What is a fly rod? By definition it’s listed as a specialized type of fishing rod designed to cast fly line and artificial flies. In most cases fly rods are made from carbon fiber/graphite, have a cork grip, typically a wooden reel seat, and some form of resin keeping it all together. Getting more rare these days are fly rods made from more classic materials like fiberglass or bamboo. Throw on a tip top, a bunch of metal guides with some thread and you now have a fly rod. This combination of components may not seem like much, but in my family this arrangement of components acts like a glue that keeps us together.

When I was considerably younger, I started fishing for bass, pike, and panfish with spinning tackle, but gravitated toward getting a fly rod in my hand at around age 12 or 13. I don’t remember my exact age, but I do remember taking the fly rod my mom used as a decoration in our house, down to the local river to catch shiners and chubs on poorly tied mini streamers that just so happened to float. The first time I had one of those little fish charge those flies and crush it on the surface, I was hooked. After that point, most decisions in my life have revolved around a fly rod and moving water.

Those very decisions would lead me toward where I went to college, what I did after college, and what I do now. It was while I was in college that my dad probably first really noticed my growing passion for catching fish on fly rods. We would typically go on an annual fishing trip that involved spinning gear, our bass boat, and walleye that seemed to always choose not to eat our lures. One year that annual tradition took a 180 degree turn. Dad bought a fly rod with some other gear from Cabela’s and we’ve been fly fishing together ever since.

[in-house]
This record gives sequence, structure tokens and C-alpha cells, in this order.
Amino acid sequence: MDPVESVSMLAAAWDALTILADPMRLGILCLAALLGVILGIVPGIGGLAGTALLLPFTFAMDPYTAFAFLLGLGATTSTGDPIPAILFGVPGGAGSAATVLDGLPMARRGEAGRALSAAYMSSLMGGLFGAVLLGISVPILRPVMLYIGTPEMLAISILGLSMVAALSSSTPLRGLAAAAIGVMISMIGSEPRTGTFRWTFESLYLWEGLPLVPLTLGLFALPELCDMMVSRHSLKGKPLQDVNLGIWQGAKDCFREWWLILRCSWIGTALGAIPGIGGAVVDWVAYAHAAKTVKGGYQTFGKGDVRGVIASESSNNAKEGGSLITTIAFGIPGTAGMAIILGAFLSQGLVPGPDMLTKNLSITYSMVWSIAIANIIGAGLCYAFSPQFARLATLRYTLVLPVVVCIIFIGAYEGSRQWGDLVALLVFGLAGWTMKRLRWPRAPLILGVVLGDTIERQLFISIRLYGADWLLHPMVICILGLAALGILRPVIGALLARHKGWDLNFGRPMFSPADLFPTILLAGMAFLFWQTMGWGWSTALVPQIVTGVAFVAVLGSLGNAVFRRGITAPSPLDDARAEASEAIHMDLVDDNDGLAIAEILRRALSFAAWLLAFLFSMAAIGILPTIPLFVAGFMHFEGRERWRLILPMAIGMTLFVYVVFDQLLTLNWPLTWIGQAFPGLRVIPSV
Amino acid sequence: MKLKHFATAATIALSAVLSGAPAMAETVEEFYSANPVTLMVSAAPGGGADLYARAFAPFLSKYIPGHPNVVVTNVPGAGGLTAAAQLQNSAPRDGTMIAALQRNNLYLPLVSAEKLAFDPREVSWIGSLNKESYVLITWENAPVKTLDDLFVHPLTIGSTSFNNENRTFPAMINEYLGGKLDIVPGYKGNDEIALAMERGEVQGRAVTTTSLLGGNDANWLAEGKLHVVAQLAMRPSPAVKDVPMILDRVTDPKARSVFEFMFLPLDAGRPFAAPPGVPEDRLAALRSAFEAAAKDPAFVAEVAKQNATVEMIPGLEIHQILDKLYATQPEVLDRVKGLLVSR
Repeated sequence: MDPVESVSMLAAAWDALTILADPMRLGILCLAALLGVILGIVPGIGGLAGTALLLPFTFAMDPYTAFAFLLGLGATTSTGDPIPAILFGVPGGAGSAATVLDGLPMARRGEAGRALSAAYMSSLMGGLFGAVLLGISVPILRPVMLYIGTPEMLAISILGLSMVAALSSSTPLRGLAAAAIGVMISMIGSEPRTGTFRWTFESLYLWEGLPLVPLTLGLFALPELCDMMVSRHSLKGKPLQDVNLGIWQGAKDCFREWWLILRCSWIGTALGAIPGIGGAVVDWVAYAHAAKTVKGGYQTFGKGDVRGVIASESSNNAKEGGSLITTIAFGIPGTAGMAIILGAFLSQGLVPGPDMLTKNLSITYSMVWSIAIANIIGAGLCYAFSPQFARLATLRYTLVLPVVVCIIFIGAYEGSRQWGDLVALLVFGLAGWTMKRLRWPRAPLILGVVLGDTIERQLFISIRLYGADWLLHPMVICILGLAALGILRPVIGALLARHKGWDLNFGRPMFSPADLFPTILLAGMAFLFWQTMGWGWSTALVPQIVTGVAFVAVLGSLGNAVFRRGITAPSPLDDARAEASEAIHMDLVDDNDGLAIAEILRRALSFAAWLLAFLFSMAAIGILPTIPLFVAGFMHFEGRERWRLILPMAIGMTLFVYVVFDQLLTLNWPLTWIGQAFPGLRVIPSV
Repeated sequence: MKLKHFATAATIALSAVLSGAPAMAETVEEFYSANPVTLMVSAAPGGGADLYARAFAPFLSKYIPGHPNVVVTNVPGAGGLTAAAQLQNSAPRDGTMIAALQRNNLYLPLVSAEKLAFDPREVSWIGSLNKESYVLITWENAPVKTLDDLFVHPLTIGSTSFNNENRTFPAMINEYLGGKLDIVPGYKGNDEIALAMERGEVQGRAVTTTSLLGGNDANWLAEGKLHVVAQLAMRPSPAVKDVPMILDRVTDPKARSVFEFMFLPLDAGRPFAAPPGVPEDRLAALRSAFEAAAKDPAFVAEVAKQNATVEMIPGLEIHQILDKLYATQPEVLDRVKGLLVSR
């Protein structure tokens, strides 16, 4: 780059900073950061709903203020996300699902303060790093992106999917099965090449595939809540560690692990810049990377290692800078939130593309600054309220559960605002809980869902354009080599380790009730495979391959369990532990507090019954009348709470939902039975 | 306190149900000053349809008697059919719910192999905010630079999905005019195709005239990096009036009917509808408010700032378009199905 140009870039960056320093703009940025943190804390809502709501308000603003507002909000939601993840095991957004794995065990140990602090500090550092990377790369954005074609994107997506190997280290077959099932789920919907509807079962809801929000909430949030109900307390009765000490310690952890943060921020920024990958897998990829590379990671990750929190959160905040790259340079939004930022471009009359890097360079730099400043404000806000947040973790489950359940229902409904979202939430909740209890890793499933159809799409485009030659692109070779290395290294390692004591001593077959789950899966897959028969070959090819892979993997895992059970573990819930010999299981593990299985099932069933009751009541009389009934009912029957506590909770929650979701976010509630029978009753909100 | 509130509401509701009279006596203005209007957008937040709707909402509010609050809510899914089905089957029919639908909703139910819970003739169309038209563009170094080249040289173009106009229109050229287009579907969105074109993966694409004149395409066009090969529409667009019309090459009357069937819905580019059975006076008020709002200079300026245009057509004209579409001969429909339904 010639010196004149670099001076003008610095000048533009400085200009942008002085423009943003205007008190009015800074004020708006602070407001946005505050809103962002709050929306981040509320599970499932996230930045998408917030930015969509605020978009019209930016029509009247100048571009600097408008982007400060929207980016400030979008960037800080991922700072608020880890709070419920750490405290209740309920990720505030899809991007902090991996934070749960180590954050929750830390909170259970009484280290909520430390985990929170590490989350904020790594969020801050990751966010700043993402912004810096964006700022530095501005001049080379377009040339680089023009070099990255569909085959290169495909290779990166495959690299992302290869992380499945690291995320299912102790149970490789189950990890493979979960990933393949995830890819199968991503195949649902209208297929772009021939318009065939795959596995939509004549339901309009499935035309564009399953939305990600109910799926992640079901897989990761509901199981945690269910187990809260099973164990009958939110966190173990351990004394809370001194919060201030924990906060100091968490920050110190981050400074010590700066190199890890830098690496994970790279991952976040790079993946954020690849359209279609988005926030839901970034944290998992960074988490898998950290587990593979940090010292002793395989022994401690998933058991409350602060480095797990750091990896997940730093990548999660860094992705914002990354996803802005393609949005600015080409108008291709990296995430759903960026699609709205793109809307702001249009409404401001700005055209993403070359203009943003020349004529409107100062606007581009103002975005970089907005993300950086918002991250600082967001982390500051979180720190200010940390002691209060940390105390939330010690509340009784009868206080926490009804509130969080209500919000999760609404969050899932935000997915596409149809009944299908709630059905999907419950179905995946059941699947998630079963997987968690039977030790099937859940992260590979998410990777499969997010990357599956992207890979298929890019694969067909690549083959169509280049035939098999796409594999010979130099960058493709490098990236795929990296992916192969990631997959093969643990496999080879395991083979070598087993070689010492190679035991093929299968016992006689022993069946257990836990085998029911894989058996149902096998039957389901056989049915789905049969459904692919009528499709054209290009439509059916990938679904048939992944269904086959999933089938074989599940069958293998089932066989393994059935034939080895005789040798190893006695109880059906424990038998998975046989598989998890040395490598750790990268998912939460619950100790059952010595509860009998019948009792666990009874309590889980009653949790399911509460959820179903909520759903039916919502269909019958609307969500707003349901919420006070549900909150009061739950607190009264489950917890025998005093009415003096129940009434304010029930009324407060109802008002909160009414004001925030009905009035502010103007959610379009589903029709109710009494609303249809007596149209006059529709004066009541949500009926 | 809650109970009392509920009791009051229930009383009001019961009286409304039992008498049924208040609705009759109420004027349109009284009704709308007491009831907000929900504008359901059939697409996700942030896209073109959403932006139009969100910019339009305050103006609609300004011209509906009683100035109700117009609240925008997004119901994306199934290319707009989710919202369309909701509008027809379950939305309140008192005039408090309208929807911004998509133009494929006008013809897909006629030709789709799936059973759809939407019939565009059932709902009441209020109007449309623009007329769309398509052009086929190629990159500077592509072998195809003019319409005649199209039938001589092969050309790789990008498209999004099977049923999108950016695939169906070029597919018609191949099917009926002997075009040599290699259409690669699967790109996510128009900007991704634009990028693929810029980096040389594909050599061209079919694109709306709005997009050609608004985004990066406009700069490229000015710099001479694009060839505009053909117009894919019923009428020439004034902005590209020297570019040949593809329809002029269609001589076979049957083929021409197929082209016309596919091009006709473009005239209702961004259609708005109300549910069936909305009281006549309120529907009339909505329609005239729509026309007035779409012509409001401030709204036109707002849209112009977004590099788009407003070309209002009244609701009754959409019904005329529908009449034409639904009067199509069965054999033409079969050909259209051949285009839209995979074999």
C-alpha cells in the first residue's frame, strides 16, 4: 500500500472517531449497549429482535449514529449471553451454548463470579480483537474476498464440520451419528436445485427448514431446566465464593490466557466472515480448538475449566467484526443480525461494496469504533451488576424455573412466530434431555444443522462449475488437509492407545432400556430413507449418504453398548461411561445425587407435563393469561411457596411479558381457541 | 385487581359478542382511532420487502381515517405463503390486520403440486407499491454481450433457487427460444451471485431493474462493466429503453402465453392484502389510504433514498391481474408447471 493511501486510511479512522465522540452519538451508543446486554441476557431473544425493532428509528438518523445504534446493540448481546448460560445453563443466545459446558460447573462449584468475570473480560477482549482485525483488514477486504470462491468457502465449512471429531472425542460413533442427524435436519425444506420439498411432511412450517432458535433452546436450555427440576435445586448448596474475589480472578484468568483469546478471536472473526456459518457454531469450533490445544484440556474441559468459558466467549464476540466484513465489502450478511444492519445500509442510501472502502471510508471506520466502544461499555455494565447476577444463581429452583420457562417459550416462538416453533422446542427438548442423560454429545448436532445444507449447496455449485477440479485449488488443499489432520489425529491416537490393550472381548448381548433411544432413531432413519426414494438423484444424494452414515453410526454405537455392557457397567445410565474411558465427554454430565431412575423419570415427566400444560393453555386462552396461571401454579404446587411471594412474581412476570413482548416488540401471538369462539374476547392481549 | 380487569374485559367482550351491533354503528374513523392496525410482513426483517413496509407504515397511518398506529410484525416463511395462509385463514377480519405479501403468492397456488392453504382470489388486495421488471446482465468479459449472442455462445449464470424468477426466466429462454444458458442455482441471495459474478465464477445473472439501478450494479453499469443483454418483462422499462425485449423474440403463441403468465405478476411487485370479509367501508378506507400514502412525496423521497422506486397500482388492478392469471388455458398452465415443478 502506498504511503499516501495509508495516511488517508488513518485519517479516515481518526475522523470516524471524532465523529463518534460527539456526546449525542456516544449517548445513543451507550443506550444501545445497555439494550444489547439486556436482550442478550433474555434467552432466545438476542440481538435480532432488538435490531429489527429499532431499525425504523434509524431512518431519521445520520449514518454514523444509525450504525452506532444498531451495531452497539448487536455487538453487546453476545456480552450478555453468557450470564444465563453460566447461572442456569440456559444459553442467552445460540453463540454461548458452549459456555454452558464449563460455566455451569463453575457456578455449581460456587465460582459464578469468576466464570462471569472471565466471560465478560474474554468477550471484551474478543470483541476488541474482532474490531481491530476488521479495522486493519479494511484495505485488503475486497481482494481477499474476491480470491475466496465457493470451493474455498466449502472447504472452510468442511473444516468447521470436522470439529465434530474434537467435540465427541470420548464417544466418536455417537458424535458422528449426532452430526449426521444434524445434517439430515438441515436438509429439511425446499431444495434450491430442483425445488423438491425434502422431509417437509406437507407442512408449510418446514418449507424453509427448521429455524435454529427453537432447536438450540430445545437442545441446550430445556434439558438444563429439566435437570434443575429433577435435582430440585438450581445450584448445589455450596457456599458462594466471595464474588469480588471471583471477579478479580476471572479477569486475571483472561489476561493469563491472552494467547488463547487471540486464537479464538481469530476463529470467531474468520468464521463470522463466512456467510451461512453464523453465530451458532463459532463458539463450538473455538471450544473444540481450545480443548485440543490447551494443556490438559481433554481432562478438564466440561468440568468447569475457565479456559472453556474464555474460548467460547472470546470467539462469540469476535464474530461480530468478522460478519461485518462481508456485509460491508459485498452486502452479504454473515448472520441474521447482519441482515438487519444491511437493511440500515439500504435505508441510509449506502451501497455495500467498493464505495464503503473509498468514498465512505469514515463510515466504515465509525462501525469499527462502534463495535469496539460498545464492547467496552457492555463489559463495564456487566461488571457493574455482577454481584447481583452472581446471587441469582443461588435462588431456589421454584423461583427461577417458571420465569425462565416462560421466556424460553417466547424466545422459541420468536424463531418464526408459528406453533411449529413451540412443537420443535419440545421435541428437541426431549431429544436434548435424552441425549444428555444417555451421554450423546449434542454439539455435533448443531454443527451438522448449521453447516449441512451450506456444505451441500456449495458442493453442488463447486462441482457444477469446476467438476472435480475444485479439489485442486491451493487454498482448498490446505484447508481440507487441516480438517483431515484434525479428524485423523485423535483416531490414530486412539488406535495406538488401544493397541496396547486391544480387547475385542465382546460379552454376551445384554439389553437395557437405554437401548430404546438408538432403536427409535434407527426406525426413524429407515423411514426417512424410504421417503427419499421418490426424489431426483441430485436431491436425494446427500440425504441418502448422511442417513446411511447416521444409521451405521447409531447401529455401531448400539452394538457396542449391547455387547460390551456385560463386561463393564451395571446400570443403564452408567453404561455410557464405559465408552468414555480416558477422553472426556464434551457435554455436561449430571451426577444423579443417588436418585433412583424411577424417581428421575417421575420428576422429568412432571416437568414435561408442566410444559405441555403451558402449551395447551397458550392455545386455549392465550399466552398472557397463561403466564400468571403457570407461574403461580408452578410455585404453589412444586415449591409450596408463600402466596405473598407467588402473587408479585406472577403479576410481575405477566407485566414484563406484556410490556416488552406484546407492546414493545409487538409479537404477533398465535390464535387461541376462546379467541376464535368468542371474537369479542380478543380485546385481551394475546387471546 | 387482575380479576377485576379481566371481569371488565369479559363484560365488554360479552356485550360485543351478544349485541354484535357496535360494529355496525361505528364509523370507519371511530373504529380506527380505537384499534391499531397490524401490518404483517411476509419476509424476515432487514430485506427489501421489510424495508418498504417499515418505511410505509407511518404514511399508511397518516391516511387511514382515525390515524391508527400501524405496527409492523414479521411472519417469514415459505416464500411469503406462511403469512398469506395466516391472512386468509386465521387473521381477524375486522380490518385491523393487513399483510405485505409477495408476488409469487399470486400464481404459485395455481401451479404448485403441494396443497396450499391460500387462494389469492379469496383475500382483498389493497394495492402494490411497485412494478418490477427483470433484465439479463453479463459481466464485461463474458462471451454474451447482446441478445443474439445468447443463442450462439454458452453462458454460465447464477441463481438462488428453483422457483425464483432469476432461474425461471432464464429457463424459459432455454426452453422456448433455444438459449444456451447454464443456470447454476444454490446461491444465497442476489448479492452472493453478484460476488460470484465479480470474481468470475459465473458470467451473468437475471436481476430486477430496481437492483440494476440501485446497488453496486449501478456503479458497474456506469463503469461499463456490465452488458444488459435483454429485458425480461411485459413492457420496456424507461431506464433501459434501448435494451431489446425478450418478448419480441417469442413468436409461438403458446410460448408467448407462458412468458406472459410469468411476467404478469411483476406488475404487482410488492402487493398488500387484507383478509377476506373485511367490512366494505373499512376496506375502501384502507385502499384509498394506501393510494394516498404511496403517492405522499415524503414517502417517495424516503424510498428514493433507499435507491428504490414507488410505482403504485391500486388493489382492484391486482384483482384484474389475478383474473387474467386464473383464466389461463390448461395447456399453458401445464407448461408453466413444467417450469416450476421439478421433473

As I finished out my college years, we fished side by side on a number of small streams and lakes in Michigan’s Upper Peninsula. I won’t name names since my dad still fishes many of those very streams, not to mention all the locals that do as well.

Once out of college I moved to Montana to become a fly fishing guide. That was way back in 2002 and I was guide #9957, and proud of it. Dad and I were then able to fish some of the rivers I had only read about, dreamed about, and drooled over back in those younger days. Those early days spent in Montana would set the eventual path in my life, in stone.

Since those days, we have fly fished in waters all over the USA and Canada. I have rowed my dad down rivers and across lakes. We’ve caught plenty of fish here on the MO over the years and have logged many many miles on Montana freestone rivers all over the state. We’ve shared steelhead runs in British Columbia, and last year I was able to get him his first carp on a fly rod as well. Each year we broaden our horizons, we try something new and someplace new. Our gear has dramatically improved from that Cabela’s gear of our youth to the Orvis gear we have now, not to mention I row a pretty nice Clackacraft drift boat out here on the MO, an Aire Super Puma on the freestones, and in the works currently a brand new carp skiff that will pole the carp lakes of Montana and elsewhere, plus pursue redfish down south and steelhead up north.

My dad has always been one of my biggest supporters. He has given me great advice over the years and I am truly lucky and honored to call him my dad. I look forward to many more years pursuing fish with a fly rod with him. I’m extremely thankful that a fly rod isn’t just a fly rod, that it is so much more, just like my dad.

Happy Father’s Day Dad! And to all the dads out there as well!

Ben Cooley-Manager of CrossCurrents Fly Shop in Craig, Montana

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